The “large scaffold” on which the prisoners were placed, is elsewhere in his narrative referred to by Parkman as the Indians’ “torture-scaffolds of bark,” the Indian equivalent of the European theatrical stage, while the tortures performed by the Indians on their neighbors – and on the odd missionary who happened to fall their way – were the noble savages’ equivalent of the European stage play.

  6. There was a war in the mid-1600s you've never heard of, ending in the near-extermination of the Erie by the Iroquois and others. Captives were sold into slavery and thus disbursed from the Cherokees in the Carolinas to the Senecas in Canada. All that remains of the Erie are place names—a lake, a city, a canal and so forth—and fugitive traces for linguists and historians to puzzle out.

    the 1622 Massacre that wiped out Wolstenholme Towne in Virginia, killing 78 settlers. See First Look at a Lost Virginia Settlement by Ivor Noel Hume, National Geographic June 1979. [ PDF] See also Massacre Site Found in Virginia, By Wilson Morris, Washington Post, July 5, 1978 and The Skulls Tell the Tale, By Hank Burchard April 25, Washington Post, 1980 which calls it “Virginia’s worst mass murder.” Of course the Powhatans and English had been at peace since 1614 and the English had no control over the Indians so the Indians had nothing to "rise up" against!
    In the Minnesota Massacre of 1862, as pointed out by anthropologist John Greenway in the pre-purge National Review, “at least 800 whites were killed and 10,000 square miles of Minnesota cleared of settlers.”

  7. SIBERIAN/MONGOLIAN immigrants ..... not "native"
    SIBERIAN Immigrants of MONGOLIAN ( you recall the sophisticated, charming, Mongols?) stock who were busy sticking stone spears into one another and living on the primitive Tribal level. Of course many in Central America graduated to ritualized Human Sacrifice the Northern Sacrifices remained fireside brutalities.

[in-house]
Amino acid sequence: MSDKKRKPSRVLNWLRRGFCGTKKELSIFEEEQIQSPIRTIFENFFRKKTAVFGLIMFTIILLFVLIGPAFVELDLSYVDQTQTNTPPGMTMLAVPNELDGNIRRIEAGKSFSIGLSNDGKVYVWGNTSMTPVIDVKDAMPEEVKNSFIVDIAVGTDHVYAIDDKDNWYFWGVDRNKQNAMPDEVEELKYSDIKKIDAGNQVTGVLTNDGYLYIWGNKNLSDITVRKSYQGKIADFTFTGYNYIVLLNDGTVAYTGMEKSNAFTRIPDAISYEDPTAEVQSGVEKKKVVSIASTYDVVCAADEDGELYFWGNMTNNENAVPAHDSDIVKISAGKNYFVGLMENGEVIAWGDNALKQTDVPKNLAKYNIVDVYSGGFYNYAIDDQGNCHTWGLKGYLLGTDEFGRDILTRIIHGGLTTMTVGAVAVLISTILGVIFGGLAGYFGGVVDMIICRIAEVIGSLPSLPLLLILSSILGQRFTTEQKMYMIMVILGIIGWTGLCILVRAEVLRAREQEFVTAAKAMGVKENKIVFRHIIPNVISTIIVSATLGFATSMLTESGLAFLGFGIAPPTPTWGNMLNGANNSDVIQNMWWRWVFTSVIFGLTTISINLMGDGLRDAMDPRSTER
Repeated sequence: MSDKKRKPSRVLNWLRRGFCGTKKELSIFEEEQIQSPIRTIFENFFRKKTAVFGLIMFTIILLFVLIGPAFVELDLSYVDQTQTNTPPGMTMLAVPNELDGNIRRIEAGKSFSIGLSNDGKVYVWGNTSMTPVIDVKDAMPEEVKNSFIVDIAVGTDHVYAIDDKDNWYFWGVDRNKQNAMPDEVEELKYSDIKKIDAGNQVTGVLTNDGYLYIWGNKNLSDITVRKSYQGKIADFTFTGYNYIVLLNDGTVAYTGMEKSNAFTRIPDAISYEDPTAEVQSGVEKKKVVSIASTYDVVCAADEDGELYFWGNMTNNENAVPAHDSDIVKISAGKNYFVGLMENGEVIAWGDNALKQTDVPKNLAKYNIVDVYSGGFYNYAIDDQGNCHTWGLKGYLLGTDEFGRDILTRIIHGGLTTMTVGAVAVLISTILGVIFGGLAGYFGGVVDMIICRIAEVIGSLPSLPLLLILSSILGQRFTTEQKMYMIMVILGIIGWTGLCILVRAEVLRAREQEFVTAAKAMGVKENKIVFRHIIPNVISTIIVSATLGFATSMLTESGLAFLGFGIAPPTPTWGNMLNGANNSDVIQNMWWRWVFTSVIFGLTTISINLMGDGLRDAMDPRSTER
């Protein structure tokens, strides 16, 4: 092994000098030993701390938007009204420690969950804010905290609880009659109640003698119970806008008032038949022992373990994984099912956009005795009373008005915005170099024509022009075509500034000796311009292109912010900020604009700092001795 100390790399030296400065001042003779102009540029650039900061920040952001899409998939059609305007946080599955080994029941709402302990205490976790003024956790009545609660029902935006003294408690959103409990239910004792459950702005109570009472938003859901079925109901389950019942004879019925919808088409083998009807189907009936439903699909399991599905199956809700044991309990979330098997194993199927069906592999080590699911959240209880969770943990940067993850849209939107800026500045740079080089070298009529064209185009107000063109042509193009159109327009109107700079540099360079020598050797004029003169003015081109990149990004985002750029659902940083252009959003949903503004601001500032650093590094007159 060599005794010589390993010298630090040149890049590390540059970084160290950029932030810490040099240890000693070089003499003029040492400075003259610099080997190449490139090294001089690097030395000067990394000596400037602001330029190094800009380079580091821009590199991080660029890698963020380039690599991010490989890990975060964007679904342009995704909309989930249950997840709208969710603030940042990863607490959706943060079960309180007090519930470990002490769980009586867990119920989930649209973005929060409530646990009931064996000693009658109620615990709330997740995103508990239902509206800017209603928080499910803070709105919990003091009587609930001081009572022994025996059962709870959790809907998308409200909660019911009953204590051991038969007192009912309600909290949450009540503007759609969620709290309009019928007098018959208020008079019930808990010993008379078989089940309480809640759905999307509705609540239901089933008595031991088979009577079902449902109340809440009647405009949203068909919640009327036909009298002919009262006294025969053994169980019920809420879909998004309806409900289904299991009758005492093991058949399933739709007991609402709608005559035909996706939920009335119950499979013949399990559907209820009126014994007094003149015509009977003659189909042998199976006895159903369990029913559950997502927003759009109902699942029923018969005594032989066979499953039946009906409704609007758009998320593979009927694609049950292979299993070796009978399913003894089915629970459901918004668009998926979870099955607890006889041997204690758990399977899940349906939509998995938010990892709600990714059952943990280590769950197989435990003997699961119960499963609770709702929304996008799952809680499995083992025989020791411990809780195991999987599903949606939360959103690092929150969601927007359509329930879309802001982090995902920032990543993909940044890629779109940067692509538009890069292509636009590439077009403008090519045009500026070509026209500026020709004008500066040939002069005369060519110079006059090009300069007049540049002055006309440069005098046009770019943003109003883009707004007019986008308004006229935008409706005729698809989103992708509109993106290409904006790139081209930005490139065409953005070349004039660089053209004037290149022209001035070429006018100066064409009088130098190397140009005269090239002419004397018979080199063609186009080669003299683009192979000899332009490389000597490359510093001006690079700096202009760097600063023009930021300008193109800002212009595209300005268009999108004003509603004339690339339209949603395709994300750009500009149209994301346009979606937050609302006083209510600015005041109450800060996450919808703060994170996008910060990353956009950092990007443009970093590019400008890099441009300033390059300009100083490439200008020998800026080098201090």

The Okunev people are seen as the Siberian ethnic grouping most closely related to Native Americans. In other words, it was ancestors of the Okunevs who populated America, evidently using primitive boats to venture to the ice-covered Beringia land bridge some 12,600 years ago.
    There was a war in the mid-1600s you've never heard of, ending in the near-extermination of the Erie by the Iroquois and others. Captives were sold into slavery and thus disbursed from the Cherokees in the Carolinas to the Senecas in Canada. All that remains of the Erie are place names—a lake, a city, a canal and so forth—and fugitive traces for linguists and historians to puzzle out.

  8. Just when you thought 'nuts as hell' couldn't get any 'nutser'.

  9. With Lobsters, Clams, Mussels, etc. Maine Schools have a ton of mascot names to choose from. The Maine Blowtoads come to mind. The Portland High Pissers?

  10. You may want to take a look at the latest Graham Hancock book, America Before. It will change how you view who got here, how they got here, and how long ago. Well documented. Fascinating stuff. We have so much still to learn.

  11. I was hoping a school would rename their team "The Porn Stars"; imagine the mascot. Make them beg to return to some Siberian Immigrant name.